Advice for buyers

Used Toyota RAV4 2000 - 2006 review

(2000 - 2006)
Toyota RAV4 (00 - 06)
Review continues below...

What should I look for in a used Toyota RAV4 4x4?

As with any small 4x4, check carefully underneath the car for any signs of over-enthusiastic off-roading or drivers pushing the car beyond its relatively limited mud-plugging capabilities.

You need to check the floor pan and around the wheelarches for rust, too; even though they were well sealed at the time of manufacture, the youngest of this generation of RAV4 is now more than a decade old, so look carefully.

The radios can be troublesome, and many RAV4s have had theirs replaced under warranty, so check and make sure that it picks up the stations you want and that the sound quality is acceptable.

Toyota RAV4 (00 - 06)

What are the most common problems with a used Toyota RAV4 4x4?

In spite of the age of the design, the Toyota RAV4 really doesn’t seem to have too much of a problem in the reliability stakes.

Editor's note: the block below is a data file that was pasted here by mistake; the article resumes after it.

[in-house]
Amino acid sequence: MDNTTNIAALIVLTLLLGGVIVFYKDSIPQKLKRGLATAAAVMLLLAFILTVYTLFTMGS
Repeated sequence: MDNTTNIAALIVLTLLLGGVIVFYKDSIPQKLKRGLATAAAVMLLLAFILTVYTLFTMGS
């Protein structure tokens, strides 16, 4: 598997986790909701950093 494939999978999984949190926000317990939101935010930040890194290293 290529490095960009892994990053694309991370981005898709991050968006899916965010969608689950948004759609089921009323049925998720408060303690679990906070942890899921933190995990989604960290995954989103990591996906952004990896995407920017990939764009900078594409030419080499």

There is a recurrent issue with the speedometer not working, which is usually caused by water getting into the electrics and shorting out connections. However, this is relatively easy to fix.

The engine management light can also be come on and not go out. But again, the problem is usually quite minor – it’s generally down to a faulty air mass sensor or catalytic convertor sensor – but many owners seem to ignore it and wait for the bulb to burn out. It should come on and go off when you start the ignition, but if it doesn’t come on at all, be suspicious because there’s a chance other problems may have gone undetected.

Is a used Toyota RAV4 4x4 reliable?

This generation of RAV4 seems to be one of the most reliable of all Toyotas, which is really saying something.

You need to make sure that the D-4D diesel engine has had its cambelt changed every 60,000 miles, or the belt could snap. It seems that quite a few owners ignore this, assuming that, being a Toyota, the car will go on working fine, but if it breaks then expensive engine damage is quite likely.

You’ll also need to check the suspension at all corners to ensure that the dampers aren’t leaking – a tell-tale trickle of grease or oil on the springs or the bottom of the suspension arm is the giveaway. They're not too costly to replace, however.

 

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